The BLM employee didn’t see any horses, but because water was available, the BLM believes the horses to be in good shape.
ELKO — Reports that wild horses were without water prompted local Bureau of Land Management to investigate this week.
Contracted water hauler Jackie Wiscombe told the county commission Wednesday that the federal government shutdown had prohibited her from watering wild horses in Ruby Valley and Deer Springs, an area about 15 miles north of Currie.
She said she was concerned the animals were dying of thirst. The road to Deer Springs had been washed out, Wiscombe added, and she was unable to drive to the guzzlers.
Alerted by the news, BLM Elko District Director Jill Silvey said an employee was sent to Deer Springs to check on water and horse conditions.
The BLM employee was able to get to Deer Springs on a road that had some washout but was passable, Silvey said. The employee also reported that the horse guzzler still had water.
The employee didn’t see any horses, but because water was available, she said, the BLM believes the horses to be in good shape.
Silvey was unsure where the communication broke down, but said hauling water to the horses is an essential service and the BLM didn’t intend for Wiscombe to stop watering the two areas.
Wiscombe said she was contacted Thursday night and told that she should have received an email and voice message when the shutdown began, telling her to continue hauling water.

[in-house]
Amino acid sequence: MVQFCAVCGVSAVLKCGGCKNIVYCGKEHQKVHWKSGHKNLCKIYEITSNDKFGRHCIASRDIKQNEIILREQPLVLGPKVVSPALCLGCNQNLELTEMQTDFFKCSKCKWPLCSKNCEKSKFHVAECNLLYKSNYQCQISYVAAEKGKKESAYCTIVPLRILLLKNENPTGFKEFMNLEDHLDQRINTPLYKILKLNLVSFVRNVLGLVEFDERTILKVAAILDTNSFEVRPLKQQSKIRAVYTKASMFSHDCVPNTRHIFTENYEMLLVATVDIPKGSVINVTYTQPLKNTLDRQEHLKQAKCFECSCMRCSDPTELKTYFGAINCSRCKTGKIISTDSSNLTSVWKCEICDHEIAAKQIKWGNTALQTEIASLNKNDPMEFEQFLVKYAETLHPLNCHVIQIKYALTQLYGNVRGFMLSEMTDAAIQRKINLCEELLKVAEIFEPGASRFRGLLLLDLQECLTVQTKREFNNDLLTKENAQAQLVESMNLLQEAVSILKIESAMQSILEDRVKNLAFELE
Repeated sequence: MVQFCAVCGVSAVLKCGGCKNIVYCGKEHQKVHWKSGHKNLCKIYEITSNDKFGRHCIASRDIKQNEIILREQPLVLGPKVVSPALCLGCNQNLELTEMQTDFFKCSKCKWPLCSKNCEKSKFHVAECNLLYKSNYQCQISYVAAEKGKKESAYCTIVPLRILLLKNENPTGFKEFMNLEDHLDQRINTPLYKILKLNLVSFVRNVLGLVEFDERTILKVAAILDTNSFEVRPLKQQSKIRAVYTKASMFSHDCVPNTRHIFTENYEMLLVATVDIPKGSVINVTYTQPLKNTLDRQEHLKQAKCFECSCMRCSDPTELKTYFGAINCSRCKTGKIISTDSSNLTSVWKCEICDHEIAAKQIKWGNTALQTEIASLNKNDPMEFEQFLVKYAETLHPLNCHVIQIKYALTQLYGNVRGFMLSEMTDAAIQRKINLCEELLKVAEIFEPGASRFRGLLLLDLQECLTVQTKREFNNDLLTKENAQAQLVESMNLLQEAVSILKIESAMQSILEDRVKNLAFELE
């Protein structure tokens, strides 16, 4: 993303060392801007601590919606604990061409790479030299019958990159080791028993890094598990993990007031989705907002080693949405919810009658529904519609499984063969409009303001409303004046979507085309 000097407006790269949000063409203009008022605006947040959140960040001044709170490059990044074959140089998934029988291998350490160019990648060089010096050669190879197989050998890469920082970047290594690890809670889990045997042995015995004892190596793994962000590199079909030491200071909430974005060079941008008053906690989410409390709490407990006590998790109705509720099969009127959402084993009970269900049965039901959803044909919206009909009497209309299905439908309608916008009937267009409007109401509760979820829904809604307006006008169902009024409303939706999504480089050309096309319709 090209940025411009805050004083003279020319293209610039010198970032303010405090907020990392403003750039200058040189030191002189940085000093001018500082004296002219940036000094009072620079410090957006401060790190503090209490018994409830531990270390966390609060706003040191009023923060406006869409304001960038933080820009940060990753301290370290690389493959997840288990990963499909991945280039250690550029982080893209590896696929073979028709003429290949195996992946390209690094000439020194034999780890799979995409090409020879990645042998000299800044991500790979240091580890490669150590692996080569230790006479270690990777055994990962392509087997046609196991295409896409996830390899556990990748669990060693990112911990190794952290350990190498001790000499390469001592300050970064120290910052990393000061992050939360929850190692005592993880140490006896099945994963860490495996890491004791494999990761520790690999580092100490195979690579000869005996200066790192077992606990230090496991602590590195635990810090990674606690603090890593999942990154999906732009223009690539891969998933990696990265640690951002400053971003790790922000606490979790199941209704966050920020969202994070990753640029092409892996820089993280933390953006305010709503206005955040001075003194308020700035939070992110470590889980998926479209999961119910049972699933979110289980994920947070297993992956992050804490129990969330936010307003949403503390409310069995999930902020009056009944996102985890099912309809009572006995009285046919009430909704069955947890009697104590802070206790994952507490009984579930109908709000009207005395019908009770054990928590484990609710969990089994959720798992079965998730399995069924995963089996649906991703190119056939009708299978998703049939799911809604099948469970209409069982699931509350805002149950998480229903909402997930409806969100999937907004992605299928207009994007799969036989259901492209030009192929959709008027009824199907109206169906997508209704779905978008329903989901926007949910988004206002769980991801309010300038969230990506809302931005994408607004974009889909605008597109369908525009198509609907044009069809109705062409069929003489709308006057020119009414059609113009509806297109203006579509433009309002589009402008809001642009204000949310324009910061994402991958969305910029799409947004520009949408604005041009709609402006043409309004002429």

Wiscombe is also unsure how the miscommunication occurred, but couldn’t recall getting an email.
In any event, Wiscombe said she’s glad to be working with the agency again.
“I like working with this BLM office,” she said, “and they really do care about these wild horses.”
Mostly, she’s happy to be watering horses again.
On Friday she hauled water to Ruby Valley where the tubs were “bone dry.”
Wiscombe said she didn’t see any horses but did find fresh horse tracks near the guzzlers.
“I filled them up,” she said. “And I’ll go fill them back up in a few days.”
Commissioner Demar Dahl said Wednesday he could help fix a road if it was impassable.
Wiscombe said she would keep in contact with the commission if the road needed repair.
The Elko District BLM office is closed. Almost all of its employees have been on furlough since Oct. 1, when the federal government shut down.
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